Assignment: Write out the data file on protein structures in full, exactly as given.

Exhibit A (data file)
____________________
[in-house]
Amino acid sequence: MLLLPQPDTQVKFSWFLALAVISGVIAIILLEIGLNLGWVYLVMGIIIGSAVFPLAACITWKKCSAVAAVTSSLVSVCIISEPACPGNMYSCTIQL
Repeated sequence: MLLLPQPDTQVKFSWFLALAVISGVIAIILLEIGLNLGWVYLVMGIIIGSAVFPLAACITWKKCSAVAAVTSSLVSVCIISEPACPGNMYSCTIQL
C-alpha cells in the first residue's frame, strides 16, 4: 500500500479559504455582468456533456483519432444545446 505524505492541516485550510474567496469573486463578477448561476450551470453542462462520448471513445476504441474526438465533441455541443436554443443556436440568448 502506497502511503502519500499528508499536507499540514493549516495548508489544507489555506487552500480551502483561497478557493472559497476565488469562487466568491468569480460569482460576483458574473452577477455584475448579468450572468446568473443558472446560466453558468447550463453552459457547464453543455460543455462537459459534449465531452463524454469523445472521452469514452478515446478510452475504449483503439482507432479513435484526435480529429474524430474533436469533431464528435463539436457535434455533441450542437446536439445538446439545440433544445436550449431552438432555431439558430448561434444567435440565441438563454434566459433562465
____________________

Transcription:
[in-house]
Amino acid sequence: MLLLPQPDTQVKFSWFLALAVISGVIAIILLEIGLNLGWVYLVMGIIIGSAVFPLAACITWKKCSAVAAVTSSLVSVCIISEPACPGNMYSCTIQL
Repeated sequence: MLLLPQPDTQVKFSWFLALAVISGVIAIILLEIGLNLGWVYLVMGIIIGSAVFPLAACITWKKCSAVAAVTSSLVSVCIISEPACPGNMYSCTIQL
C-alpha cells in the first residue's frame, strides 16, 4: 500500500479559504455582468456533456483519432444545446 505524505492541516485550510474567496469573486463578477448561476450551470453542462462520448471513445476504441474526438465533441455541443436554443443556436440568448 502506497502511503502519500499528508499536507499540514493549516495548508489544507489555506487552500480551502483561497478557493472559497476565488469562487466568491468569480460569482460576483458574473452577477455584475448579468450572468446568473443558472446560466453558468447550463453552459457547464453543455460543455462537459459534449465531452463524454469523445472521452469514452478515446478510452475504449483503439482507432479513435484526435480529429474524430474533436469533431464528435463539436457535434455533441450542437446536439445538446439545440433544445436550449431552438432555431439558430448561434444567435440565441438563454434566459433562465